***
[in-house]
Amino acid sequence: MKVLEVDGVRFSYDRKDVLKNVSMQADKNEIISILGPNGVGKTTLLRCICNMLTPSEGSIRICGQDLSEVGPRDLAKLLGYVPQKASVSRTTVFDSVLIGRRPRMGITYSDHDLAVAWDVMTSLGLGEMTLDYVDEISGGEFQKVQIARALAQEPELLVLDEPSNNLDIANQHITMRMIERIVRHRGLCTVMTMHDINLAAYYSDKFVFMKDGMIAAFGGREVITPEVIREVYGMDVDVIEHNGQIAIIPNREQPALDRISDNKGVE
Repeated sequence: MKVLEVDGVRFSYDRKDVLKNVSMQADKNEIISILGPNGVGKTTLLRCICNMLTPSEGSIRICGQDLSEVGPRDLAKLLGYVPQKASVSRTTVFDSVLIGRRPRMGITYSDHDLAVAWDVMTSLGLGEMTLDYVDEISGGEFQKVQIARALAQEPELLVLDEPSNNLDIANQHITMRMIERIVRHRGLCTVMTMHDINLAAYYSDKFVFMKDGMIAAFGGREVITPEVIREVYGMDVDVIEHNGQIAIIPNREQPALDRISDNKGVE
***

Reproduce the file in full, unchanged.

[in-house]
Amino acid sequence: MKVLEVDGVRFSYDRKDVLKNVSMQADKNEIISILGPNGVGKTTLLRCICNMLTPSEGSIRICGQDLSEVGPRDLAKLLGYVPQKASVSRTTVFDSVLIGRRPRMGITYSDHDLAVAWDVMTSLGLGEMTLDYVDEISGGEFQKVQIARALAQEPELLVLDEPSNNLDIANQHITMRMIERIVRHRGLCTVMTMHDINLAAYYSDKFVFMKDGMIAAFGGREVITPEVIREVYGMDVDVIEHNGQIAIIPNREQPALDRISDNKGVE
Repeated sequence: MKVLEVDGVRFSYDRKDVLKNVSMQADKNEIISILGPNGVGKTTLLRCICNMLTPSEGSIRICGQDLSEVGPRDLAKLLGYVPQKASVSRTTVFDSVLIGRRPRMGITYSDHDLAVAWDVMTSLGLGEMTLDYVDEISGGEFQKVQIARALAQEPELLVLDEPSNNLDIANQHITMRMIERIVRHRGLCTVMTMHDINLAAYYSDKFVFMKDGMIAAFGGREVITPEVIREVYGMDVDVIEHNGQIAIIPNREQPALDRISDNKGVE